He would move back to Brooklyn in 2007 where instead of breaking down, he started a family, got refocused, and reclaimed success on his own terms. Taking the lessons he learned from his past, Kelly was able to to take everything that made him a great prize fighter and turn that into a new career. His personality has always been larger than life and that’s what makes him one of the best trainers in the game. He’ll keep shit real with you whether you’re ready for it or not.
Today, Kelly has fully transitioned fully into a mentor, coach, and business owner of his SouthBoX Gym in the Bronx, NY. It was the center of a New York Times investigation about gentrification in the South Bronx, which Kelly states his gym is not a part of in any way.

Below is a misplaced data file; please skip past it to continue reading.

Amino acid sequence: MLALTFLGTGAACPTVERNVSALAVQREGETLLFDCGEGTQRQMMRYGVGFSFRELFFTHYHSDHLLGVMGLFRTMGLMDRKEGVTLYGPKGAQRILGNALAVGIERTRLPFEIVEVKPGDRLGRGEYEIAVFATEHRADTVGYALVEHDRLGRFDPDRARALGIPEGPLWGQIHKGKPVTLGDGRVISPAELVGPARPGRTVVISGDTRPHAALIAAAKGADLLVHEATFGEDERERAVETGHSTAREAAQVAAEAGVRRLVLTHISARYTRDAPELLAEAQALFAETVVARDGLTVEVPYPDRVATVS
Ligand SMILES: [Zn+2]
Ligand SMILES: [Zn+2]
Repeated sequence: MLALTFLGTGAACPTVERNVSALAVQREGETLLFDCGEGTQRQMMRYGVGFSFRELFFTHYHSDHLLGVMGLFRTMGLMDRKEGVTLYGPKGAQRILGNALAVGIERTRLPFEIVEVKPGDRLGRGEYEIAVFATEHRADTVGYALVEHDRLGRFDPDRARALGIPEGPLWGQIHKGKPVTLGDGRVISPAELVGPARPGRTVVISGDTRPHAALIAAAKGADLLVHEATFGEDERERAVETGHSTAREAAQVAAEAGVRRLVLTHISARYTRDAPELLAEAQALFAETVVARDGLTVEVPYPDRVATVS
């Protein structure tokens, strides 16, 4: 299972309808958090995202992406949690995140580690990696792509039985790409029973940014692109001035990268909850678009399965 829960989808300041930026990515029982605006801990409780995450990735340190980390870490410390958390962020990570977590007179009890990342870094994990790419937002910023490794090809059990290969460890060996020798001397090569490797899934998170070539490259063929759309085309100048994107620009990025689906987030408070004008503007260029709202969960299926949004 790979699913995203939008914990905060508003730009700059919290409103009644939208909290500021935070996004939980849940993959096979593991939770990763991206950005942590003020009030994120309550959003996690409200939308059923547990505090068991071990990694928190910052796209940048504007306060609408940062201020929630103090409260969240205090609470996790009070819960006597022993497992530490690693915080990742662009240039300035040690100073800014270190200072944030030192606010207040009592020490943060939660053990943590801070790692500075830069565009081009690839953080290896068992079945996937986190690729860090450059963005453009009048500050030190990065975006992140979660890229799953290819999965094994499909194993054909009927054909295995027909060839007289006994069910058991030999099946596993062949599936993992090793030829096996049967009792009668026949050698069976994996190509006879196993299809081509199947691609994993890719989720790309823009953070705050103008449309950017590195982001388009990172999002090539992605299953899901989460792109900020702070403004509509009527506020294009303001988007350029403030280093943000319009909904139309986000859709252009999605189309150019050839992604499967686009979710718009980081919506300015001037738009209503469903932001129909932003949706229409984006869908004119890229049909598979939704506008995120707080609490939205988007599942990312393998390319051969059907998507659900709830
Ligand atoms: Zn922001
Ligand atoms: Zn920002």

While the gym and business itself is new, that authenticity he brings is what makes it so attractive.
He gets plenty of neighborhood kids looking to learn the sweet science, giving them an opportunity to succeed. He also has a lot of high profile clients from models, to artists, and pro athletes like Brandon Marshall who pulls up for private sessions.
Kelly’s personality shines the brightest these days and that’s what VICE noticed when they featured his story and eventually had him host an entire VICE Sports series where he investigated different parts of the sports world and did all types of shit like go to the MLB All-Star game and learn from a combat drill sergeant.
That same energy he had as a boxer has evolved into helping him create the role he has today. He stays in touch with the youth and his audience (which he says is made up of mostly middle-aged white men), to deliver content and most importantly a message about how to live a happy life and how to get more out if it. Even after losing his boxing career, Kelly never let that stop him from achieving more.